The European Center for Disease Control (ECDC) in a bulletin last week said, “It is likely that the cVDPV1 strain has been circulating for many months in Ukraine and that the virus could be found in other parts of the country.”

“Based on experiences from other similar events in the past, we can assume that the risk of more children presenting with paralytic poliomyelitis in Ukraine is high and that it will remain high until large-scale supplementary immunisations have been implemented, in accordance with WHO recommendations for the control of polio outbreaks,” the bulletin added.

It said there is risk of the virus being imported into EU countries from border areas but the risk of it resulting in paralysis is low given widespread vaccine coverage. However, the ECDC warned that there are pockets of under-immunized or unimmunized people in the European region, and said Bosnia and Herzegovina, Romania and Ukraine are at high risk for further polio spread.

- Denis Fitzgerald @denisfitz

Cuba First Country to Eliminate Mother to Child HIV Transmission

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June 30, 2015 – The Caribbean region has the second highest incidence of HIV after sub-Saharan African but has made steady progress over the past decade in reducing new infections and on Tuesday Cuba achieved a feat that has so far evaded the rest of the world.

The World Health Organization announced that the island nation has become the first country to eliminate mother-to-child transmission of HIV. The most recent figures from WHO show that 240,000 children globally were born with HIV in 2013, down from 400,000 in 2009.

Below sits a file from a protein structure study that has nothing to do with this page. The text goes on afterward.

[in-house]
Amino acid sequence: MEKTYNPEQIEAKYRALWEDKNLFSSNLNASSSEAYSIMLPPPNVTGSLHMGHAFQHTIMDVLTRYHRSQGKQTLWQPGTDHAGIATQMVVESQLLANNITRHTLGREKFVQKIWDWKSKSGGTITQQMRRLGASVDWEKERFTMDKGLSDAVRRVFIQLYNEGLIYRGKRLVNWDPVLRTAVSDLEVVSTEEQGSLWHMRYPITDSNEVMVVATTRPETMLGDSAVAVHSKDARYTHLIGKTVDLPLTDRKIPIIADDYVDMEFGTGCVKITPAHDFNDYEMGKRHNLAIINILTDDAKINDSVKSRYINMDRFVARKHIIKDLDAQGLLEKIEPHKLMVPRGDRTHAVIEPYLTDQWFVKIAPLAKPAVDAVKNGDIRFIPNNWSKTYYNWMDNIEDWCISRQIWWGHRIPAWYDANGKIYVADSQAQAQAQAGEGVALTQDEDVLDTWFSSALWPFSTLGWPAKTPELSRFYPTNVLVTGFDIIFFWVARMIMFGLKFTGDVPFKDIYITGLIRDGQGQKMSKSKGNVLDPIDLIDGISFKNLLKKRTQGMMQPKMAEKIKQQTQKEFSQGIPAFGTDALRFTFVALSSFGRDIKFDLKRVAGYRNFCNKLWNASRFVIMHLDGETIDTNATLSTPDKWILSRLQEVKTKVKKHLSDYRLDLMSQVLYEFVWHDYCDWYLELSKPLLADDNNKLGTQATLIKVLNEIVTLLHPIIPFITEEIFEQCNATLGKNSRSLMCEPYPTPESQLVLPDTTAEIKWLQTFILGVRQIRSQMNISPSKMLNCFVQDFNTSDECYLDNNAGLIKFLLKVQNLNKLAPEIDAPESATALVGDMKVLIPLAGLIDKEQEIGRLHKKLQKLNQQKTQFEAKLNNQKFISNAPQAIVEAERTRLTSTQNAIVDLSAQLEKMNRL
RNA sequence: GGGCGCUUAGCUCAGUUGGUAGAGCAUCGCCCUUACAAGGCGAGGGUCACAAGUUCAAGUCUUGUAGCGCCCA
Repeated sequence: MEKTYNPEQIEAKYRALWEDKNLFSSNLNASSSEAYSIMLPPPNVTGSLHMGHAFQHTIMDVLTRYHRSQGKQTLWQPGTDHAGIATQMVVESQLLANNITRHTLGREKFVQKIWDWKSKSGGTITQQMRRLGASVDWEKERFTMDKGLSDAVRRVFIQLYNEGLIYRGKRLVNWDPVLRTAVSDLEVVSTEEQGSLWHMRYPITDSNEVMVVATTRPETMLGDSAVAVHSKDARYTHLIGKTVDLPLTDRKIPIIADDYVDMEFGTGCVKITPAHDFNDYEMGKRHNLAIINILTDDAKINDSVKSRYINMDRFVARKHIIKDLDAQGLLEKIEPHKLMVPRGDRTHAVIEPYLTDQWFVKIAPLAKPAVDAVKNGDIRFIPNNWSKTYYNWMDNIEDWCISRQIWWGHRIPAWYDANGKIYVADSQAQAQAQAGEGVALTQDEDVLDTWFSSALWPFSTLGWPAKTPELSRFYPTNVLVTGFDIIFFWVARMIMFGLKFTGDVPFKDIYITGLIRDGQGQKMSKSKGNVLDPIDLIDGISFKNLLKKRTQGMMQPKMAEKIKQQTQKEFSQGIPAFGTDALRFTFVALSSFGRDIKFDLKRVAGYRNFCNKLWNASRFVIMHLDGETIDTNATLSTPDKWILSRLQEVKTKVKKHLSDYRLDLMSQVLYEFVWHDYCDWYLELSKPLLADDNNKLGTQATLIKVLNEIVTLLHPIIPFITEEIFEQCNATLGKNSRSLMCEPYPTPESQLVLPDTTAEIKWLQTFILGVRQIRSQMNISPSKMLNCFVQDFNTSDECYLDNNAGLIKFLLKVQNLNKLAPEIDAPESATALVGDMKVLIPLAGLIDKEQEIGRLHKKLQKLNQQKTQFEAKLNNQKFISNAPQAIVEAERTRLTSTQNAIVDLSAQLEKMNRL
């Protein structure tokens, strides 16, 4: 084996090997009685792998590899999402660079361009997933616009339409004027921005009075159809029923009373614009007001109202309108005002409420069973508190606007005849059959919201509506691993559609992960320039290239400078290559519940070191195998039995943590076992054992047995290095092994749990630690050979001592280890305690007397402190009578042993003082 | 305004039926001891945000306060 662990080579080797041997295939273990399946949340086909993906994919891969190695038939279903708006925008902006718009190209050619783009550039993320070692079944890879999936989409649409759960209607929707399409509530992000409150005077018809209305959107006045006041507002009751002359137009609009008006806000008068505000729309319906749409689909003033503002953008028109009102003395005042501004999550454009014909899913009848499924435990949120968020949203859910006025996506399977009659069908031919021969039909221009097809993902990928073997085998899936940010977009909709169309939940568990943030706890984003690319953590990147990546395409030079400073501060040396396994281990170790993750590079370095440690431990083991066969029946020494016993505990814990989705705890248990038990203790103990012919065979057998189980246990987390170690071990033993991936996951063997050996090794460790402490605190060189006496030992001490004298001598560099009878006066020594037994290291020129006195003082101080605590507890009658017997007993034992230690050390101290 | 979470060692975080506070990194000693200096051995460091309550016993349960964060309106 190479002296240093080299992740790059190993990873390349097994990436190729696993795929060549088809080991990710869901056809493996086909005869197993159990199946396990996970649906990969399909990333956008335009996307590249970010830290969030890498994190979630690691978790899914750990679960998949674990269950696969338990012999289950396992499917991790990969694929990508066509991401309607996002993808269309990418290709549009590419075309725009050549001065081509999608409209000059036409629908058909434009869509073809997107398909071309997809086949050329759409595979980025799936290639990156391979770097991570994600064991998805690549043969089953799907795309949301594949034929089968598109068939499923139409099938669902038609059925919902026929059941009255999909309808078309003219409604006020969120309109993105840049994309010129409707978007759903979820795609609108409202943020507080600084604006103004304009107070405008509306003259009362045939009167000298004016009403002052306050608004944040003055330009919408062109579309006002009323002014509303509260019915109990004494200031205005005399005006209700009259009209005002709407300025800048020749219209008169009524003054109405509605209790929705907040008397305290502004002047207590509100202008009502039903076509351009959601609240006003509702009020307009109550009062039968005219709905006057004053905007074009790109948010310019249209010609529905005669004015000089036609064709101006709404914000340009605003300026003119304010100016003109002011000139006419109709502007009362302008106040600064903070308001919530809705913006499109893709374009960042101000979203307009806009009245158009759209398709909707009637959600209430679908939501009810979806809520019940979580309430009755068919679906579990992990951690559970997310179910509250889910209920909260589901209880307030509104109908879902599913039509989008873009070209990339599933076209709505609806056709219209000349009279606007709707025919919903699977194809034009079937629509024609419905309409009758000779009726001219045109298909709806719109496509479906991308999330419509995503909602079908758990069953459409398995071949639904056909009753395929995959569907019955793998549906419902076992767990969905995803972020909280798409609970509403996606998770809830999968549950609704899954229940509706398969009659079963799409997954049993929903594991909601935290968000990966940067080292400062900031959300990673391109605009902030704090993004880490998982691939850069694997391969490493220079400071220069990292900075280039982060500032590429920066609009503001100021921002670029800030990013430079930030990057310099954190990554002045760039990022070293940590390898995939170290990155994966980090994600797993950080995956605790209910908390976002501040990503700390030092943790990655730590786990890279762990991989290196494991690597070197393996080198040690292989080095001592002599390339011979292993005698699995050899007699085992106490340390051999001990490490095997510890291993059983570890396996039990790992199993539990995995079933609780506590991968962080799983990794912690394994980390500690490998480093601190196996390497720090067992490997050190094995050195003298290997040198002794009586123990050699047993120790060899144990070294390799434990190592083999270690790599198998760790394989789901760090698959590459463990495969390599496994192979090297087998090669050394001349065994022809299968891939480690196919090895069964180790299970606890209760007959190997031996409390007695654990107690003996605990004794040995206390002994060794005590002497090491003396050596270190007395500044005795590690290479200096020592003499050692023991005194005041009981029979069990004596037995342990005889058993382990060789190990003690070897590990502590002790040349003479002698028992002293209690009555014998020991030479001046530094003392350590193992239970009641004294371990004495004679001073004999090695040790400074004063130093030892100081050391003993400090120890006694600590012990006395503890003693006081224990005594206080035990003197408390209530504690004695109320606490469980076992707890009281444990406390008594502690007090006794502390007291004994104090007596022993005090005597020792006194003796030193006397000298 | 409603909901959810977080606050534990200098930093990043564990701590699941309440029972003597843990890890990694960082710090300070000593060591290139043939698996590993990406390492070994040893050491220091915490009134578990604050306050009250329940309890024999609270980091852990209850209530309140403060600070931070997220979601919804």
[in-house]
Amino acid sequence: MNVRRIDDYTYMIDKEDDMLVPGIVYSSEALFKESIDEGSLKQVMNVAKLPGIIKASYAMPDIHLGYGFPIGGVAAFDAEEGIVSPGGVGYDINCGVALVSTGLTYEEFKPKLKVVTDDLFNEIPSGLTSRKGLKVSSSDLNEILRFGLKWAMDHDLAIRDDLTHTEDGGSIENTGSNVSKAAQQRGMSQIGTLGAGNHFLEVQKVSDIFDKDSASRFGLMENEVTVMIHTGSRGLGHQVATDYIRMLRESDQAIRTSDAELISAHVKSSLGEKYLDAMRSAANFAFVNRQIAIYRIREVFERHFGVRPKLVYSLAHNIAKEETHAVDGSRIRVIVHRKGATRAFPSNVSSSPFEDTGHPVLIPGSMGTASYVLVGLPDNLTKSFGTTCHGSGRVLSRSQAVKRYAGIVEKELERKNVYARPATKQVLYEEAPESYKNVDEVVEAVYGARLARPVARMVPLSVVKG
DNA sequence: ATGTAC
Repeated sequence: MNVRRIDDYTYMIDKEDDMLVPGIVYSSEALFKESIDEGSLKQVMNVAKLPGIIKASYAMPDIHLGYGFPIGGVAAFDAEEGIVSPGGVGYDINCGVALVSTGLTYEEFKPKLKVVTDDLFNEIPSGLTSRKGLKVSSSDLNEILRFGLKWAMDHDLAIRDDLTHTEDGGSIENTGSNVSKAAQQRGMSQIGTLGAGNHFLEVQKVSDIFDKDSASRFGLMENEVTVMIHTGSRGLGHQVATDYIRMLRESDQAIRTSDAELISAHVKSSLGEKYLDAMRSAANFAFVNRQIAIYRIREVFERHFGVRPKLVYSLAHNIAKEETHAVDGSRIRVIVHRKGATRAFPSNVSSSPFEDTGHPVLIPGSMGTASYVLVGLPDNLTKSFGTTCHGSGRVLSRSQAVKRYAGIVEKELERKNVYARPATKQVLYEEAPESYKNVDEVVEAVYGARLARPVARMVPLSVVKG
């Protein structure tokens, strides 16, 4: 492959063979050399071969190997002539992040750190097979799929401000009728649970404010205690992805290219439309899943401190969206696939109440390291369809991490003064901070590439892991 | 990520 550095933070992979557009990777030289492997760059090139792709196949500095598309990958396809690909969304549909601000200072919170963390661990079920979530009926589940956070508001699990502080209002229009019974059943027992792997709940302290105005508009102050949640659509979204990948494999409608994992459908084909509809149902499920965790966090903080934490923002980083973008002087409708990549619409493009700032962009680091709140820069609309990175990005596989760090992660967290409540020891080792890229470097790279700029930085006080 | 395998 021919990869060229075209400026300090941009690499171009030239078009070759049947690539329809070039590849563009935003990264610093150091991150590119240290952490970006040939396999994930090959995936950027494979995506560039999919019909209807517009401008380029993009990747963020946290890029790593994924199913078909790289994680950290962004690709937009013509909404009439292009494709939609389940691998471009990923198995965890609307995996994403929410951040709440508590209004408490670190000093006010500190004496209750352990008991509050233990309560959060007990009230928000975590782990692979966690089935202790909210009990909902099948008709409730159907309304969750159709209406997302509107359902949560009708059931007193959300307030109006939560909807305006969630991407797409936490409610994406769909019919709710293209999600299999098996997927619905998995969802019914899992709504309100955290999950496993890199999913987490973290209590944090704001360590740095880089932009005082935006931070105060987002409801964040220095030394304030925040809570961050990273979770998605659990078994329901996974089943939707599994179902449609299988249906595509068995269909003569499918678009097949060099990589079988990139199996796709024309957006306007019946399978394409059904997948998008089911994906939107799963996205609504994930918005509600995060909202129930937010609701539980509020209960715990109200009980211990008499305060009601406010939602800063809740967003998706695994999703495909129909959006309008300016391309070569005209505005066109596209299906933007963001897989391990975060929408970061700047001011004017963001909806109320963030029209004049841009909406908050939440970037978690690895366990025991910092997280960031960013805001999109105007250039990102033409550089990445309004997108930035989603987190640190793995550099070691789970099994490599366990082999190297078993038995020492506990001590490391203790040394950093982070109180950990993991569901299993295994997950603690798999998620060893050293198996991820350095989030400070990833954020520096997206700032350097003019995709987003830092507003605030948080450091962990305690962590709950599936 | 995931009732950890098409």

“Eliminating transmission of the virus is one of the greatest public health achievements possible,” WHO Executive-Director Margaret Chan said in a statement. “This is a celebration for Cuba and a celebration for children and families everywhere.”

An estimated 1.4 million women living with HIV become pregnant annually and, unless treated with anti-retrovirals, have a 15-45 percent chance of transmitting the virus during pregnancy, labor or through breastfeeding. If both mother and child receive antiretroviral treatment during these crucial stages then the risk of transmission is lowered to about 1 percent, according to WHO.

The Caribbean nation has also eliminated mother-to-child transmission of syphilis. Some 1 million pregnant women are infected with the disease annually and it results in early miscarriage and stillbirth, newborn death, low-birth-weight and other serious infection in newborns.

The WHO guidelines for validating elimination of mother-to-child transmission of HIV and syphilis notes that as treatment is not 100 percent effective, elimination is defined as a reduction to such a low-level that it no longer constitutes a public health concern. Among the indicators are new HIV infections among infants are less than 50 cases per 100,000 live births or less than 5 percent for women living with HIV who are breastfeeding. These targets must be met for two consecutive years.

In 2013, only two babies in Cuba were born with HIV and only five with syphilis.

- Denis Fitzgerald 
On Twitter @denisfitz

UN Investigators Find Numerous Flaws With WHO’s Ebola Response